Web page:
PM ‘mis­led pub­lic on his own Brexit deal’

The Guardian - - Front Page - Heather Ste­wart Jen­nifer Rankin Lisa O’Car­roll

Boris John­son was ac­cused last night of mis­lead­ing the pub­lic about his own Brexit deal, af­ter footage emerged of him telling ex­porters in North­ern Ire­land that they wouldn’t need to fill in ex­tra paper­work.

Af­ter a rocky start to the gen­eral elec­tion cam­paign that saw Ja­cob Rees-Mogg apol­o­gise for com­ments about Gren­fell, and the Welsh sec­re­tary, Alun Cairns, re­sign, footage emerged of John­son re­gal­ing busi­nesses with the ben­e­fits of his deal.

The video, shot on Thurs­day night in North­ern Ire­land, showed him re­as­sur­ing wor­ried

ex­porters they wouldn’t have to fill in cus­toms dec­la­ra­tions when they send goods across the Ir­ish Sea. In an­swer to a ques­tion from an ex­porter about whether his busi­ness would have to com­plete ex­tra forms, John­son said: “You will ab­so­lutely not.”

He rec­om­mended that if any busi­ness was asked to fill in such paper­work, they should tele­phone the prime min­is­ter, “and I will di­rect them to throw that form in the bin”.

That ap­peared to con­tra­dict the Brexit sec­re­tary, Stephen Bar­clay, who gave tes­ti­mony to the House of Lords re­cently that busi­nesses would need to com­plete “exit sum­mary dec­la­ra­tions” when send­ing ship­ments from North­ern Ire­land to the rest of the UK.

The shadow Brexit sec­re­tary, Keir Starmer, said: “This is a prime min­is­ter who ei­ther doesn’t know the de­tails of the deal he has ne­go­ti­ated, or isn’t be­ing straight about it.

“If this deal comes into force, it’s an in­ter­na­tional treaty that will be legally bind­ing. It’s not for Boris John­son to waive or ig­nore the obli­ga­tions in the deal he has ne­go­ti­ated.

“Boris John­son’s mak­ing it up as he goes along. This is no way to seek to run the coun­try.”

Un­der John­son’s re­vised with­drawal agree­ment, ham­mered out in Brus­sels last month, North­ern Ire­land would con­tinue to fol­low the EU cus­toms code, which in­cludes ob­serv­ing cus­toms dec­la­ra­tions and other for­mal­i­ties.

But an­swer­ing ques­tions af­ter a ram­bling speech that was cap­tured on video and went vi­ral, the PM said: “There will be no forms, no checks, no bar­ri­ers of any kind. You will have un­fet­tered ac­cess.”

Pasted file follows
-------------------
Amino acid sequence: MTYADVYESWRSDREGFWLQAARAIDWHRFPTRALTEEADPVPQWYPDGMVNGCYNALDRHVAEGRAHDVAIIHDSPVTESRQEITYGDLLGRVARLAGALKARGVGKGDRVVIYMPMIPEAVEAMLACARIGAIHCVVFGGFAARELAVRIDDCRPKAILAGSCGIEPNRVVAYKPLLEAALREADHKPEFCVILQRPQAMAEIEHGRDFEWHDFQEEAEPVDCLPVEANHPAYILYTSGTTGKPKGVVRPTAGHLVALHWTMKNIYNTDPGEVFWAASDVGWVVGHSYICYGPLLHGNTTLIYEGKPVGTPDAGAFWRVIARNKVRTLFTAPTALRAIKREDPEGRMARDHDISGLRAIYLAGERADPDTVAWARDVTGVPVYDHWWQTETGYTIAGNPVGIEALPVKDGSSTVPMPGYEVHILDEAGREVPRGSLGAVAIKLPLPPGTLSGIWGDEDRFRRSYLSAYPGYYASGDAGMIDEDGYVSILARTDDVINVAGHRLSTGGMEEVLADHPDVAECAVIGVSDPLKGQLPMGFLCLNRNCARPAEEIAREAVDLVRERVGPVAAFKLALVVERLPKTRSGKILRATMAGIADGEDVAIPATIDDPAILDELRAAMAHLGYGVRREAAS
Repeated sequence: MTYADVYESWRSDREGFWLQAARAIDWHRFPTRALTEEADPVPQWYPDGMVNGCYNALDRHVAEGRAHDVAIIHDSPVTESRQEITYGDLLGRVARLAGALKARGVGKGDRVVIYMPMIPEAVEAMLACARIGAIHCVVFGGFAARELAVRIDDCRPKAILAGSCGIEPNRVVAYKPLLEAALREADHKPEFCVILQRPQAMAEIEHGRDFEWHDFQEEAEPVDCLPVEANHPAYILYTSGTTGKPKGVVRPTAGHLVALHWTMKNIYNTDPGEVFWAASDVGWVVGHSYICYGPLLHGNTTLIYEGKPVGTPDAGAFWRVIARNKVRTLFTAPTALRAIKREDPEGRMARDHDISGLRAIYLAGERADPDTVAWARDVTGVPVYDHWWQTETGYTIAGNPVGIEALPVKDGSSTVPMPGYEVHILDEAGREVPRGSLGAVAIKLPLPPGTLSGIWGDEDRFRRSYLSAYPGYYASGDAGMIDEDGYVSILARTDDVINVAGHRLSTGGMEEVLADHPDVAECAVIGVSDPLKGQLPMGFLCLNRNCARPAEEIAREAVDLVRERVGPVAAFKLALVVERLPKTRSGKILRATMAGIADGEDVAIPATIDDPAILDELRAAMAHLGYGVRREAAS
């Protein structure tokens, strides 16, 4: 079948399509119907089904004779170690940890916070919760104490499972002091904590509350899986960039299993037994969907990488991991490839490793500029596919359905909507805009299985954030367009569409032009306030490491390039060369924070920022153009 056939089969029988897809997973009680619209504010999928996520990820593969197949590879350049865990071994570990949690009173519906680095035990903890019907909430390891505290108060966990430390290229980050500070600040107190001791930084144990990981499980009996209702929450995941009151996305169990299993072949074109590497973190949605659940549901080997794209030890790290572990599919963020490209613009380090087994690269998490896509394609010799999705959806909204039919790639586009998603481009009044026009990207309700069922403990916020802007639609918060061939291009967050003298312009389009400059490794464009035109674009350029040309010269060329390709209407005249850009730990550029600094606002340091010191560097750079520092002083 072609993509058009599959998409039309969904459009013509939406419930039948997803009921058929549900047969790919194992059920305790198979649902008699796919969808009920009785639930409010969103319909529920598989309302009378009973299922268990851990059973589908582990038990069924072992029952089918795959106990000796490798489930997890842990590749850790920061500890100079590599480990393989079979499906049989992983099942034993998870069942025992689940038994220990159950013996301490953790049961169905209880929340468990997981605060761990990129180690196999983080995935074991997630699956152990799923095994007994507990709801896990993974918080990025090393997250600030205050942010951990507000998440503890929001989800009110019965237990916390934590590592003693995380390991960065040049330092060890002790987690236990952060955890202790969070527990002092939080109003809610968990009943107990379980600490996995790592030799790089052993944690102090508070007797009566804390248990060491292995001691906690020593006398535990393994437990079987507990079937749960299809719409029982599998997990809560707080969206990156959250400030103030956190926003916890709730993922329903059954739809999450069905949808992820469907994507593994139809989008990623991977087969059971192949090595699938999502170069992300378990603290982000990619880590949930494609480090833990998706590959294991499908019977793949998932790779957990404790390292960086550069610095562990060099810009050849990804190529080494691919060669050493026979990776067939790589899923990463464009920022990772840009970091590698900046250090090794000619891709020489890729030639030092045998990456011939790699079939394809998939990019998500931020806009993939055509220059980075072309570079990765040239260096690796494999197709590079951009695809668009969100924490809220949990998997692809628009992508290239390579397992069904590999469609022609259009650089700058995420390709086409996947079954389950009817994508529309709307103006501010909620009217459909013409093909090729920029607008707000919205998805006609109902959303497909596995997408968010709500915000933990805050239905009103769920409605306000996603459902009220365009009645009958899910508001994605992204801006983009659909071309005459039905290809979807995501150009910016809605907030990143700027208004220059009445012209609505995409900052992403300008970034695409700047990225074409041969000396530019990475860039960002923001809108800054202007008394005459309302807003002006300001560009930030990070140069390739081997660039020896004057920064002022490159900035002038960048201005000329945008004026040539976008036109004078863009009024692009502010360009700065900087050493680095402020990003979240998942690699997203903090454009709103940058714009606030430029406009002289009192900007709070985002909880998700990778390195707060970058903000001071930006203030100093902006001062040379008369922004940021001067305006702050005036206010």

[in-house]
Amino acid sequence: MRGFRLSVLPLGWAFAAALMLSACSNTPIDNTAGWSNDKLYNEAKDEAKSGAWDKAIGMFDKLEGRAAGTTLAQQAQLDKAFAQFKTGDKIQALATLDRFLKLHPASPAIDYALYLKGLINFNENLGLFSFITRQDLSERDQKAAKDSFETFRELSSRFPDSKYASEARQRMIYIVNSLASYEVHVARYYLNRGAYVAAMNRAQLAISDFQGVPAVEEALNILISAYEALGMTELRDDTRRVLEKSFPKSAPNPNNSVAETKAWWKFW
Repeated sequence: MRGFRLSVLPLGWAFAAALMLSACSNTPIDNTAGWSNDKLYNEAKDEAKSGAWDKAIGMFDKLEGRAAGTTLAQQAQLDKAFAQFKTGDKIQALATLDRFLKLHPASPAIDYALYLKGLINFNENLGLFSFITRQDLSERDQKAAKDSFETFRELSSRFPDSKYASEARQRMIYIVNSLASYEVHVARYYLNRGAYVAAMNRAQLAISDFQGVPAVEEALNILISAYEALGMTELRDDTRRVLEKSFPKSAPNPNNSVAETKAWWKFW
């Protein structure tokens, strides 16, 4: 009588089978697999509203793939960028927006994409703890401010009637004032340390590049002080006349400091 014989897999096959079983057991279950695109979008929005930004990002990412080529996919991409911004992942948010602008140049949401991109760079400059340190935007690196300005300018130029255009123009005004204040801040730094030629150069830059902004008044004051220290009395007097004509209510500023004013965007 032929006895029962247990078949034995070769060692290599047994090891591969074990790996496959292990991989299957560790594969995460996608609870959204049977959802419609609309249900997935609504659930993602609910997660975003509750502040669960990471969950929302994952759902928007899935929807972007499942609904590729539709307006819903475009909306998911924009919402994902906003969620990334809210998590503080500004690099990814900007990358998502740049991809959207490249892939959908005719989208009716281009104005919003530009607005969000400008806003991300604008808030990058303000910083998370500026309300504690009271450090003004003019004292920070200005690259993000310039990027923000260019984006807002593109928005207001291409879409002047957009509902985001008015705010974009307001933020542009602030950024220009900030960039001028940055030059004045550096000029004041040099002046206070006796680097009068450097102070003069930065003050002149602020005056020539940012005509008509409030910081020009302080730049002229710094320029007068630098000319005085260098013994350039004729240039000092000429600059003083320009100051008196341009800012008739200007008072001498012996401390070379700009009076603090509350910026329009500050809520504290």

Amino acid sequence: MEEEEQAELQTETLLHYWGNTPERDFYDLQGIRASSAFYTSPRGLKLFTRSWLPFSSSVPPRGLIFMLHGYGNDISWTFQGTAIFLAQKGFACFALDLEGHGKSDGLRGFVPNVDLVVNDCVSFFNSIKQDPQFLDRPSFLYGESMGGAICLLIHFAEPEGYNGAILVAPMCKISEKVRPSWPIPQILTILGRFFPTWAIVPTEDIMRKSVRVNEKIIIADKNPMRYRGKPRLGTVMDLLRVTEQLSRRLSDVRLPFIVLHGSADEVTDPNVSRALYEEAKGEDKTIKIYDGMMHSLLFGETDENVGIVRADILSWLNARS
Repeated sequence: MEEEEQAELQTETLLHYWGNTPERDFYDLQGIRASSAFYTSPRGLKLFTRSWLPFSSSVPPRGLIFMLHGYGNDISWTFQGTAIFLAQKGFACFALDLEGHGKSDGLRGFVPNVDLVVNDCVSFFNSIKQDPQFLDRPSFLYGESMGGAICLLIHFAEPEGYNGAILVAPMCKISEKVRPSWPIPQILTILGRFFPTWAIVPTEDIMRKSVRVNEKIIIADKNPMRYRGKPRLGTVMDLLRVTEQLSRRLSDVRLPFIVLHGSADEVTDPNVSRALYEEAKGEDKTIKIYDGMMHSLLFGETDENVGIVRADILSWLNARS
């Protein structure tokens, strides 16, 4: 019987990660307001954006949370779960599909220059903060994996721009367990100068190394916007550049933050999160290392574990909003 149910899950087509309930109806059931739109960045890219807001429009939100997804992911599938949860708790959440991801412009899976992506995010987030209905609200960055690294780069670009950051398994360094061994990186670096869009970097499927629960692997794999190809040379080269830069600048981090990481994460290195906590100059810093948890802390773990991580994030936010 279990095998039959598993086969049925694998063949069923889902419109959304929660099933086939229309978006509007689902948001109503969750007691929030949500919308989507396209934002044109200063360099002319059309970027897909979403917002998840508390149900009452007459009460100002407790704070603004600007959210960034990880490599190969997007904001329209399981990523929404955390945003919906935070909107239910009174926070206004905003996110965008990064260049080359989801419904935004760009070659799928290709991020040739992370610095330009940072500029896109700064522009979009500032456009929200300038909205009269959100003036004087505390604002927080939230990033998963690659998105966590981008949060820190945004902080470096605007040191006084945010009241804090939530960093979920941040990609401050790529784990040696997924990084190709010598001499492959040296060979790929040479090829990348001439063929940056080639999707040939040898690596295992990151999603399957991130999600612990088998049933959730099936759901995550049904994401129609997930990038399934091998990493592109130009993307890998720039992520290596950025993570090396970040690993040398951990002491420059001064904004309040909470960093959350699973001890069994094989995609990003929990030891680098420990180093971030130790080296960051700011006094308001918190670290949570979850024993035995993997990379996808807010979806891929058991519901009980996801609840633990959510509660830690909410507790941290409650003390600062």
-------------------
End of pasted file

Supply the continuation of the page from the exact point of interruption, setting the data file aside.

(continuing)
His re­marks were met with in­credulity at the Euro­pean par­lia­ment. The Dutch lib­eral MEP So­phie in’t Veld said: “Ei­ther Boris John­son doesn’t un­der­stand his Brexit deal or he isn’t telling the truth to vot­ers – he has been de­ceiv­ing the pub­lic re­peat­edly on Brexit.”

The MEP, who has fol­lowed the Brexit de­bate closely, added: “The best deal Bri­tain has is the spe­cial one it has now as a full mem­ber of the EU.”

Martin Schird­e­wan, a left­wing Ger­man mem­ber of the Euro­pean par­lia­ment’s Brexit steer­ing group, told the Guardian that John­son had “only a very vague idea” of the with­drawal agree­ment. “He ei­ther doesn’t un­der­stand or is play­ing elec­toral pol­i­tics with peo­ple’s liveli­hoods; it is ir­re­spon­si­ble ei­ther way.”

John­son was also ridiculed for hail­ing the ben­e­fits for North­ern Ire­land of an ar­range­ment that will leave it more closely tied to the EU than he is pre­pared to al­low for the rest of the UK.

“Ac­tu­ally, North­ern Ire­land has got a great deal. You keep free move­ment, you keep ac­cess to the sin­gle mar­ket and, as it says in the deal, [you keep] un­fet­tered ac­cess to the UK,” he said.

By free move­ment he was ap­par­ently re­fer­ring to the com­mon travel area on the is­land of Ire­land.

The is­sue of cus­toms ar­range­ments goes to the heart of the col­lapse of the govern­ment’s re­la­tions with the Demo­cratic Union­ist party, which has de­scribed the Brexit deal as a “dis­grace” and a “be­trayal” be­cause of the new cus­toms paper­work lo­cal busi­nesses sell­ing goods to Great Bri­tain will be re­quired to com­plete.

On a visit to the Tayto crisp fac­tory in Tan­dragee, County Ar­magh, on Thurs­day, John­son in­sisted his crit­ics had got the wrong end of the stick.

“There will not be checks, and I speak as the prime min­is­ter of the United King­dom, and a pas­sion­ate union­ist. There will not be checks on goods go­ing from North­ern Ire­land to Great Bri­tain be­cause we’re the govern­ment of the United King­dom and we will not in­sti­tute or im­ple­ment or en­act such checks,” he said.

“The idea that Tayto crisps from Tan­dragee are go­ing to be vet­ted by some process is just non­sense.”

While there are no phys­i­cal checks in­volved in the spe­cial North­ern Ire­land ar­range­ments, apart from anti-smug­gling con­trols led by in­tel­li­gence, the new paper­work that must ac­com­pany tran­sit­ing goods is be­ing seen by crit­ics in­clud­ing the DUP as the erec­tion of a trade bar­rier be­tween North­ern Ire­land and Great Bri­tain.

The DUP has said the new paper­work is an un­ac­cept­able breach of the prom­ise there would be “un­fet­tered” ac­cess to Great Bri­tain for man­u­fac­tur­ers in North­ern Ire­land.

The cam­paign visit was one of the few op­por­tu­ni­ties John­son has had to stray off script in a series of care­fully con­trolled events. He has been re­peat­ing that only his party can “get Brexit done” – but the row over cus­toms forms un­der­lined the risk of con­tin­u­ing to be bogged down in the de­tails of his deal.

‘It’s not for John­son to waive or ig­nore obli­ga­tions in a deal he has ne­go­ti­ated. He’s mak­ing it up as he goes along’

Keir Starmer

Shadow Brexit sec­re­tary

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